If Sky had these problems everyone would have it, most have no problem.
    Reply
  • North2South
    The extremely favourable review of Sky Q suggests to me an almost ideal setup. Individuals who have purchased Sky Q clearly report a less favourable situation and several other forums have negative reports about the reliability of the system.
    The Review states that "the wi-fi network itself determines how well the system streams content around your home " and my experience, along with many others, is that the reception by the mini-box is particularly sensitive to interference, resulting in pixilation, or complete drop-out of the stream, including the sound. This interference (source unknown) became so bad we would loose the Sky stream every day for several minutes at a time throughout the day, but at random times. Sky's solution was to hardwire the system, which defeats the idea behind Sky Q, but my own solution was to swap the location of the main box and the mini-box, in relation to the router, and this has helped. However, be wary as the Sky Engineer wouldn't reinstall the terrestrial TV connections they had undone and we had to pay an external engineer to do this (Sky have recently settled a complaint about this by paying the engineer's cost).
    So, if you plan to install Sky Q, check the quality of your current WiFi signal around the room you want the mini-box to be installed in and be wary of the presence of white goods, concrete floors and external 5GHz sources (e.g. other Sky installations).
    Reply
  • Rodney _trotter
    SparkyOnTv said:
    Five stars?!? Really?! As good as television gets?!? Bullsh*t. You clearly didn't live with the box for any length of time or compare it to other services in terms of picture and sound quality. The box in its current form is not fit for purpose. Sound drop-outs, unusable apps due to buffering, awful picture quality, the list goes on. You're a mug if you think Sky's service is worth paying for.

    I just checked out Sky Q review on Trust Pilot. OMG!!! Over1700 reviews of which 86% are 1 star. There are numerous complaints of reliability and other issues. How can What Hifi give this 5 stars yet the British paying public overwhelmingly give this one star? How can the what hifi review be so wrong and out of touch?
    Reply
  • erbasically
    Rodney _trotter said:
    I just checked out Sky Q review on Trust Pilot. OMG!!! Over1700 reviews of which 86% are 1 star. There are numerous complaints of reliability and other issues. How can What Hifi give this 5 stars yet the British paying public overwhelmingly give this one star? How can the what hifi review be so wrong and out of touch?
    To be fair very few reviews on Trustpilot are of the actual Sky Q box. I particularly liked the one-star review for the "cheap homemade style loosely described movies". The Sky Q system does have some irritating design quirks and many people have had issues with sound dropouts so maybe the review should have mentioned those aspects in the interest of balance.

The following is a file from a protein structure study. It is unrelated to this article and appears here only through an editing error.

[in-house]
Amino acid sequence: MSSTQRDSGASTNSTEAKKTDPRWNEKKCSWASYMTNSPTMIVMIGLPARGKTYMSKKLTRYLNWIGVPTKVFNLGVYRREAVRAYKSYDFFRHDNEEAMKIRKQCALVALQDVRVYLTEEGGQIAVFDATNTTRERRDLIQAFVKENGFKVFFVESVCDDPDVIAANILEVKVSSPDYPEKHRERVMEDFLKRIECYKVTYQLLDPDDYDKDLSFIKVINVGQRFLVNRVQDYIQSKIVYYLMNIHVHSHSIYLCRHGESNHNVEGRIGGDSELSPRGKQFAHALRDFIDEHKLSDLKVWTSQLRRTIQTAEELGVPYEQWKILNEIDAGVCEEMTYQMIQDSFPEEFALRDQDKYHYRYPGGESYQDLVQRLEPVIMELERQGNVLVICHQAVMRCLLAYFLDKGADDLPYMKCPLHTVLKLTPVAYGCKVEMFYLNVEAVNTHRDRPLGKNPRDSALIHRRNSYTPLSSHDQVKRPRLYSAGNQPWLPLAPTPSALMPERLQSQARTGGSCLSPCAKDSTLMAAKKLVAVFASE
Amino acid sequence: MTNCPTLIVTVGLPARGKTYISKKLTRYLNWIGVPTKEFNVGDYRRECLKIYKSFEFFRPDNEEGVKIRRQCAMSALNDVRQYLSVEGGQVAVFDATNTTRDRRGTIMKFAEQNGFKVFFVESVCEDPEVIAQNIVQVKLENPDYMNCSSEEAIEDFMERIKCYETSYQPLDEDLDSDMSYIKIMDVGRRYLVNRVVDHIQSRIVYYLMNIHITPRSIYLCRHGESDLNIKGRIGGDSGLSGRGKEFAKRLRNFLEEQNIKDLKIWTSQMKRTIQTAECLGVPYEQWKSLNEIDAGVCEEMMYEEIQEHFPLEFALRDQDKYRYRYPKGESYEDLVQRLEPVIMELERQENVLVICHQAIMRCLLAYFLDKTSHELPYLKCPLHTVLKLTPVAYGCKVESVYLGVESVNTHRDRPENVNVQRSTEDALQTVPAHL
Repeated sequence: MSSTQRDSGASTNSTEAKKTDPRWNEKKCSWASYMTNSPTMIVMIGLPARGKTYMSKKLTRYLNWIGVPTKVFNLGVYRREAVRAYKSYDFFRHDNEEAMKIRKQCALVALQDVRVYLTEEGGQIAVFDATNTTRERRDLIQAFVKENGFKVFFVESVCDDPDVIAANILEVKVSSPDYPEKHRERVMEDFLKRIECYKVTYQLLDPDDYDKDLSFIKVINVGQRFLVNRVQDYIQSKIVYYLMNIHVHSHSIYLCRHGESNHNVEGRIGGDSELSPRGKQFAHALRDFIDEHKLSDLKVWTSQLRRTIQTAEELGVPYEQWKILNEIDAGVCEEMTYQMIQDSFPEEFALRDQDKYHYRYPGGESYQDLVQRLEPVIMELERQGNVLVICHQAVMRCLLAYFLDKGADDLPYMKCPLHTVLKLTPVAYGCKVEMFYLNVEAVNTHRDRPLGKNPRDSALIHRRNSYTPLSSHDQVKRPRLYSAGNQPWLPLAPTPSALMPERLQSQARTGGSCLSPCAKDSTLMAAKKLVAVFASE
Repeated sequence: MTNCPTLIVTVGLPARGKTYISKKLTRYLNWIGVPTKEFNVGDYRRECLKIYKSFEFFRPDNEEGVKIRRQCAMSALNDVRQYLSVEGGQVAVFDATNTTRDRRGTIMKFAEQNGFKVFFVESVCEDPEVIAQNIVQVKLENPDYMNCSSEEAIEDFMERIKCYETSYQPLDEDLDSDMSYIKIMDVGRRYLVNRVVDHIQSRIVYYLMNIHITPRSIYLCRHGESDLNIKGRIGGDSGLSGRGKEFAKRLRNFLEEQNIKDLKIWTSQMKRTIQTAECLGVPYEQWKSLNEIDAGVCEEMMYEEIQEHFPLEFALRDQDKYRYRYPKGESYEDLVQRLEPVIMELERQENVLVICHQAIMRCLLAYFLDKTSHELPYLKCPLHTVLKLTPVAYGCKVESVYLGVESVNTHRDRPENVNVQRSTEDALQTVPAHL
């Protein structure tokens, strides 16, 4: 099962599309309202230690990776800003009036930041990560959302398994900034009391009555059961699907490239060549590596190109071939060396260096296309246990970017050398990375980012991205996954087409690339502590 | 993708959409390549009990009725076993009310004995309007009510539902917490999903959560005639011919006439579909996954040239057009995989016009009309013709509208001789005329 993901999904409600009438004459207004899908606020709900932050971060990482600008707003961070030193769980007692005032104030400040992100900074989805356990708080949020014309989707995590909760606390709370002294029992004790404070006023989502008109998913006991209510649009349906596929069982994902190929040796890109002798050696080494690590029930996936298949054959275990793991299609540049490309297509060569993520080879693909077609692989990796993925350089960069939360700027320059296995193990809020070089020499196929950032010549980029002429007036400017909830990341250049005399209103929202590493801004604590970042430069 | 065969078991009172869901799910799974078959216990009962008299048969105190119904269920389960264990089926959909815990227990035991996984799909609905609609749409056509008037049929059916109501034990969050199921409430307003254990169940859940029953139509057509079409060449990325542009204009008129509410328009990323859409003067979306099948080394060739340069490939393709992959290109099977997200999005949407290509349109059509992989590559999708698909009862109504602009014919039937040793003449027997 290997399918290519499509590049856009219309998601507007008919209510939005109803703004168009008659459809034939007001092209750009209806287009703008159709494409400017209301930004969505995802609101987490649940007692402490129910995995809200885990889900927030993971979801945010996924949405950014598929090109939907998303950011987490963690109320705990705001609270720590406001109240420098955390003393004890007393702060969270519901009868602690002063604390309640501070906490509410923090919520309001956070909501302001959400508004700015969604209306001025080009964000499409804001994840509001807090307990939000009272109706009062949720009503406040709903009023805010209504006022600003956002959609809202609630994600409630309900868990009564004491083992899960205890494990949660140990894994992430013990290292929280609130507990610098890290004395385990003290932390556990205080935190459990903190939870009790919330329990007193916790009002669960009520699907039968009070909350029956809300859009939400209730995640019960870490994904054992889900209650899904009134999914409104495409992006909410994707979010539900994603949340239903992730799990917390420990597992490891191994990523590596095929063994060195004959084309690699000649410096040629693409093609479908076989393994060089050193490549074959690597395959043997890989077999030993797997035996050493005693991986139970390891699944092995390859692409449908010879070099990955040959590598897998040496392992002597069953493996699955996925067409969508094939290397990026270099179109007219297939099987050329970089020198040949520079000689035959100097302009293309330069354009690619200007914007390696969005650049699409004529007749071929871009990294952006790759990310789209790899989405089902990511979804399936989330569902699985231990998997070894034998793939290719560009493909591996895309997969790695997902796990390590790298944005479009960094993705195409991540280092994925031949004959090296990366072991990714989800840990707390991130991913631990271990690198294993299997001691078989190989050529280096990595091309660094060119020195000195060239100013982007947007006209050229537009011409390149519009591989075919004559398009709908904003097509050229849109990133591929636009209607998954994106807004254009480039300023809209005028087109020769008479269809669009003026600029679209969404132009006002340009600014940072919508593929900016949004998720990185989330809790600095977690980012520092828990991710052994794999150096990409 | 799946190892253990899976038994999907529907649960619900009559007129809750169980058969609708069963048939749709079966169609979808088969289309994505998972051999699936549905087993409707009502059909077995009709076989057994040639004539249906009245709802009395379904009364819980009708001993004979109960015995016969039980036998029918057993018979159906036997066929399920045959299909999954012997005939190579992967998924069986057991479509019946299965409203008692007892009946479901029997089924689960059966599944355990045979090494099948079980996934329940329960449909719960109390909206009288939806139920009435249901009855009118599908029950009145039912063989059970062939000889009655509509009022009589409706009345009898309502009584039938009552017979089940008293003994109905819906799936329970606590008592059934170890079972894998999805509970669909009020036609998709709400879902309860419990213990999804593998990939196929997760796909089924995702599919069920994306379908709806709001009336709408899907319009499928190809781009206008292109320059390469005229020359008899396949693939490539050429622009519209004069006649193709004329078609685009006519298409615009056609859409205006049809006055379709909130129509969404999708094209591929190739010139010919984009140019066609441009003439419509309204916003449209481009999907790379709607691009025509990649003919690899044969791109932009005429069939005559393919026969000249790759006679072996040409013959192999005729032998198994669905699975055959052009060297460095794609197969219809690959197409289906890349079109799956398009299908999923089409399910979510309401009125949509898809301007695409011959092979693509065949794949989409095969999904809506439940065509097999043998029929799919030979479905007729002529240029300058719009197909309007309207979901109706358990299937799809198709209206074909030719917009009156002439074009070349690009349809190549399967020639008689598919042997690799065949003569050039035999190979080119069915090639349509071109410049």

Reply
  • Rodney _trotter
    erbasically said:
    To be fair very few reviews on Trustpilot are of the actual Sky Q box. I particularly liked the one-star review for the "cheap homemade style loosely described movies". The Sky Q system does have some irritating design quirks and many people have had issues with sound dropouts so maybe the review should have mentioned those aspects in the interest of balance.

    Hello erbasically,

    This was the link I was directed to from a Google search on “trust pilot sky q”.

    https://www.trustpilot.com/review/www.sky.it?b=MTYxNzQ3MzQzMzAwMHw2MDY4YWY5OWY4NWQ3NTA4NzA0NjlkMzc
    this link appears to just be for Sky Q hardware (with approx 1700 reviews rather than the 7000+ if you just Google “trust pilot sky”).

    It amazing how many of the reviews on that link critique the design of sky q vs the old sky hd. Many begging for sky hd back. Some really unhappy reviews / experiences.

    Mentioning as there seem to be two threads on Trust Pilot, one for sky in general and the one I have tioned specifically for sky Q.
    Reply
  • erbasically
    Rodney _trotter said:
    Hello erbasically,

    This was the link I was directed to from a Google search on “trust pilot sky q”.

    https://www.trustpilot.com/review/www.sky.it?b=MTYxNzQ3MzQzMzAwMHw2MDY4YWY5OWY4NWQ3NTA4NzA0NjlkMzc
    this link appears to just be for Sky Q hardware (with approx 1700 reviews rather than the 7000+ if you just Google “trust pilot sky”).

    It amazing how many of the reviews on that link critique the design of sky q vs the old sky hd. Many begging for sky hd back. Some really unhappy reviews / experiences.

    Mentioning as there seem to be two threads on Trust Pilot, one for sky in general and the one I have tioned specifically for sky Q.
    Hello Rodney _trotter,

    That thread is pretty damning. I didn't find it before because it's associated with Sky Italia (sky.it) even though it's about the UK broadcaster, possibly because people wanted to create a new thread just for Sky Q. I do agree that the issues with Sky Q should have been ironed out by now and some of the design niggles are just silly. Why have three buttons that take you from standby to the home screen but none that go straight to live TV, for example? Issues like that and the sound drop-outs should be mentioned in reviews.
    Reply